If you have a diagnosis of atherosclerosis, work with your healthcare team to set up a treatment plan that works for you based on your lifestyle, your home and neighborhood environment, and your culture. Your 10-year or lifetime risk assessment is a good way to start the conversation.
Heart-healthy lifestyle changes
Steps for a healthy lifestyle include:
- Choose heart-healthy foods, such as the DASH (Dietary Approaches to Stop Hypertension) eating plan. A heart-healthy eating plan includes fruits, vegetables, and whole grains and limits saturated fats, sodium (salt), and added sugars.
- Be physically active. Routine physical activity can help manage risk factors such as high blood cholesterol, high blood pressure, overweight and obesity. Adults should engage in a total of 150 minutes or more per week of moderate physical activity or 75 minutes per week of vigorous physical activity. Before starting any exercise program, ask your doctor what level of physical activity is right for you.
- Aim for a healthy weight. Losing just 3% to 5% of your current weight can help you manage some coronary heart disease risk factors, such as high blood cholesterol and diabetes. Greater amounts of weight loss can also improve blood pressure readings.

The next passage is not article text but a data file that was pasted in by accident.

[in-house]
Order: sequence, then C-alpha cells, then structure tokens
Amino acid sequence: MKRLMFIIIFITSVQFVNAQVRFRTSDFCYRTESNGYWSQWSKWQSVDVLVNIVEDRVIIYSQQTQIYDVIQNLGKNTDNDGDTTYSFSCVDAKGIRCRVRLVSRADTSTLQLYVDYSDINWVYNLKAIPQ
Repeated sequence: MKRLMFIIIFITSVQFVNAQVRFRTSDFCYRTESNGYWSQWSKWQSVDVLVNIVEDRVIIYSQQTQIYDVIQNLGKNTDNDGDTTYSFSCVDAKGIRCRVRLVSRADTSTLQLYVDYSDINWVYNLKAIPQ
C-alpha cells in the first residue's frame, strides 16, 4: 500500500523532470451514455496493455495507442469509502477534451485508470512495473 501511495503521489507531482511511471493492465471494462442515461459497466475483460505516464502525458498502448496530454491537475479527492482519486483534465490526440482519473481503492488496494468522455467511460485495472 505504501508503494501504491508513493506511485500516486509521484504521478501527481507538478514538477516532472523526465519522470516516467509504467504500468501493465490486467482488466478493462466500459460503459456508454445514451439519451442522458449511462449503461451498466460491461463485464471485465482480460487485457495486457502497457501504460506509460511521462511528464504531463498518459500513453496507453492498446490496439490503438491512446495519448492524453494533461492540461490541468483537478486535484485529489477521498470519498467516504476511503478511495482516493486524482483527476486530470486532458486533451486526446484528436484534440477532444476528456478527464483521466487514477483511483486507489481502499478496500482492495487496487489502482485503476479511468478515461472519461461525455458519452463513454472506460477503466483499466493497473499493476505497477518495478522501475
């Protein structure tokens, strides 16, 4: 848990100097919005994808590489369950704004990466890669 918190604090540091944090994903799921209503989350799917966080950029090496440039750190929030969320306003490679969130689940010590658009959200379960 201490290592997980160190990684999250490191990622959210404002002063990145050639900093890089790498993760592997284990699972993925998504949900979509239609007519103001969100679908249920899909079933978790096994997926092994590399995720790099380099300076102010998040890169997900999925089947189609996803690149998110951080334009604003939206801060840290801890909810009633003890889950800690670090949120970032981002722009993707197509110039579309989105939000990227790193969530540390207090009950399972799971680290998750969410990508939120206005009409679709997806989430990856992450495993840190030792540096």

- Limit how much alcohol you drink. Drinking less is better for health than drinking more. Men should limit their intake to 2 drinks or less in a day. Women should drink 1 drink or less per day.
- Manage stress. Learning how to manage stress, relax, and cope with problems can improve your emotional and physical health.
- Quit smoking and avoid secondhand smoke. Visit Smoking and Your Heart and Your Guide to a Healthy Heart. Although these resources focus on heart health, they include basic information about how to quit smoking. For free help and support to quit smoking, you can call the National Cancer Institute's Smoking Quitline at 1-877-44U-QUIT (1-877-448-7848). Talk to your doctor if you vape. There is scientific evidence that nicotine and flavorings found in vaping products may damage your heart and lungs.
- Get enough good-quality sleep. The recommended amount for adults is 7 to 9 hours of sleep a day.
Medicines can help manage risk factors and treat atherosclerosis or its complications. Your doctor may also prescribe medicines to treat other medical conditions, such as high blood pressure, that can worsen plaque buildup.
Medicines often used to treat atherosclerosis or related conditions are listed below.
- ACE inhibitors and beta blockers help lower blood pressure and lower the heart's workload.
- Anti-platelet or anti-clotting medicines may help reduce risk of complications for some people who have atherosclerosis. Aspirin is not recommended for most people.
- Calcium channel blockers lower blood pressure by relaxing blood vessels.
- Medicines to control blood sugar, such as empagliflozin, canagliflozin, and liraglutide, help lower your risk for complications if you have atherosclerosis and diabetes.
- Metformin helps control plaque buildup if you have diabetes.
- Nitrates, such as nitroglycerin, dilate your coronary arteries and relieve or prevent chest pain from angina.
- Ranolazine treats coronary microvascular disease and the chest pain it may cause.
- Statins treat unhealthy blood cholesterol levels. Your doctor may recommend a statin if you have a higher risk for coronary heart disease or stroke or if you have diabetes and are between ages 40 and 75.